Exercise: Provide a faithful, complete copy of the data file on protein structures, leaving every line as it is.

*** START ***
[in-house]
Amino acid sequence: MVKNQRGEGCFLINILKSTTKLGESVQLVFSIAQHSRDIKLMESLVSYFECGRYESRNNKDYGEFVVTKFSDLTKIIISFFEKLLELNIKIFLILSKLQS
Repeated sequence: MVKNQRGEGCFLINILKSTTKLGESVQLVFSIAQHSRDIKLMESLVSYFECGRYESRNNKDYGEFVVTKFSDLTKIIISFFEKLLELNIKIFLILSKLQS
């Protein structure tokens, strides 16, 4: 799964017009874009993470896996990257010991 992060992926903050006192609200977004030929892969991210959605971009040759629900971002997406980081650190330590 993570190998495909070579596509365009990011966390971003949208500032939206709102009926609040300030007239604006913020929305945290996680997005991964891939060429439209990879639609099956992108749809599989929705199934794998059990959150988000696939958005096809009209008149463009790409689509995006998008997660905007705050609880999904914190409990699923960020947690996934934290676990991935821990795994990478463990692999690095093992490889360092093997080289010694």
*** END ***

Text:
[in-house]
Amino acid sequence: MVKNQRGEGCFLINILKSTTKLGESVQLVFSIAQHSRDIKLMESLVSYFECGRYESRNNKDYGEFVVTKFSDLTKIIISFFEKLLELNIKIFLILSKLQS
Repeated sequence: MVKNQRGEGCFLINILKSTTKLGESVQLVFSIAQHSRDIKLMESLVSYFECGRYESRNNKDYGEFVVTKFSDLTKIIISFFEKLLELNIKIFLILSKLQS
């Protein structure tokens, strides 16, 4: 799964017009874009993470896996990257010991 992060992926903050006192609200977004030929892969991210959605971009040759629900971002997406980081650190330590 993570190998495909070579596509365009990011966390971003949208500032939206709102009926609040300030007239604006913020929305945290996680997005991964891939060429439209990879639609099956992108749809599989929705199934794998059990959150988000696939958005096809009209008149463009790409689509995006998008997660905007705050609880999904914190409990699923960020947690996934934290676990991935821990795994990478463990692999690095093992490889360092093997080289010694």